Agriculture
4:00 am
Thu March 20, 2014

Farmers Recover After Cold Winter Weather

Lane County Farmer's Market
Lane County Farmer's Market
Credit Amanda Butt

Vendors at the Lane County Farmer’s Market say their crops are recovering after the snow and below zero temperatures that hit their fields this winter.

Booths are filled with kale, carrots, and potatoes at the Lane County Farmer’s Market. It’s hard to see that farmers suffered any losses after the winter’s harsh and unusual weather. But the farmers behind the tables and baskets of produce say the cold conditions came with a price.

Richardson: “We had some issues. The cold was harsh on us.”

Says Jack Richardson, the manager of Organic Redneck farm.

Richardson: “We had a lot of leaks and sprouted broccolis and early cauliflowers and cabbages, and now we have very very few. They were reduced significantly and we even covered them with row covers and did a lot to try to preserve them through the cold, but to minimal avail.”

Richardson wasn’t the only farmer at the market who lost crops to the cold. Rachel Weiner says the cold weather put her farm production behind as well.

Weiner: “I lost about a quarter acre of planting, brassicas that were overwintering – kale, broccoli, and cabbages and some lettuces as well. So, that’s put our harvest and marketing behind a couple months but we’re catching up and just looking forward.”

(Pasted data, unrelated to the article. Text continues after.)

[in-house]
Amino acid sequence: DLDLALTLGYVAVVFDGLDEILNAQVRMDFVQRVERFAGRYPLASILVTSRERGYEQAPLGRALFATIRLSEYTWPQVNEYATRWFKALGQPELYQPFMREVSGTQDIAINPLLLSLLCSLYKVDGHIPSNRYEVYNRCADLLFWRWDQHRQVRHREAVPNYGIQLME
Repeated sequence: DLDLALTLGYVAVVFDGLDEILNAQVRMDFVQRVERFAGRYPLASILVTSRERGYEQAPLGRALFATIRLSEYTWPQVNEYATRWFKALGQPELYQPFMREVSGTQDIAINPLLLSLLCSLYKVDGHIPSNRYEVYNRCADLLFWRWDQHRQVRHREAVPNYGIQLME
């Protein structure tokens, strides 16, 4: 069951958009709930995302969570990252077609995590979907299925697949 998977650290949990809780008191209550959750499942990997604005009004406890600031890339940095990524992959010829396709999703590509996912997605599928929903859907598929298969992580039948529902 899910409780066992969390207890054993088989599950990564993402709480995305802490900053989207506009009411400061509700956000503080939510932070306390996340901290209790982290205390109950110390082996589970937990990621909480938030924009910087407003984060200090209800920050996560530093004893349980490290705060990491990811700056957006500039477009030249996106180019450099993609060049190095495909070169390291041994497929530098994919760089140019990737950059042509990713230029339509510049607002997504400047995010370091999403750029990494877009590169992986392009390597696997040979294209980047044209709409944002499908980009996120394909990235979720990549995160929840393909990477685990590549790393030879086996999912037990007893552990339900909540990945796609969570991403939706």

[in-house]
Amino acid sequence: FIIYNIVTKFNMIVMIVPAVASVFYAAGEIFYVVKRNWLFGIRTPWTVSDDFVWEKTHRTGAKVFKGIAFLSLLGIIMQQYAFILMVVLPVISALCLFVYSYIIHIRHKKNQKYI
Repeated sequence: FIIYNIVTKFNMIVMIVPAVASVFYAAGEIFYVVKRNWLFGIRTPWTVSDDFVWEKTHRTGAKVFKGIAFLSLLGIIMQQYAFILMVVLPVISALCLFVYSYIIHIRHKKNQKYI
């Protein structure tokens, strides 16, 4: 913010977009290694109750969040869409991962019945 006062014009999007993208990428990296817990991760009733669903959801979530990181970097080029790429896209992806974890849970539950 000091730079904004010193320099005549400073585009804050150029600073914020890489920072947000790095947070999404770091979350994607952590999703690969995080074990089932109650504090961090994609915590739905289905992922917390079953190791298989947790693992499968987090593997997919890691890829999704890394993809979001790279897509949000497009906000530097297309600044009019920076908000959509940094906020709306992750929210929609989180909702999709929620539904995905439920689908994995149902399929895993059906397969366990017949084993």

Weiner says she’s better off than some farmers who lost their greenhouses to the heavy snow followed by freezing rain.

Garrison: “We had a handful of greenhouses collapse under the weight of the snow with ice on top of that…. I’d say five or six cold frames.”

Says Matthew Garrison, a farmer at Groundwork Organics. He says most of his crops were resilient under the fallen tarps. Now the problem is buying new plastic and paying farmers to spend their time repairing the greenhouses rather than tending the fields in the early spring.

Despite all the problems caused by the cold weather, Tyson Davies, a farmer from Wintergreen Farm, says that the cold did offer one benefit.

Davies: “Well, it makes the Kale sweeter, which is one thing.”

Judging by the baskets and bundles of Kale at the market, this sweet and resilient crop is doing alright. The farmers say they hope for good weather in the early spring to make up for their winter losses.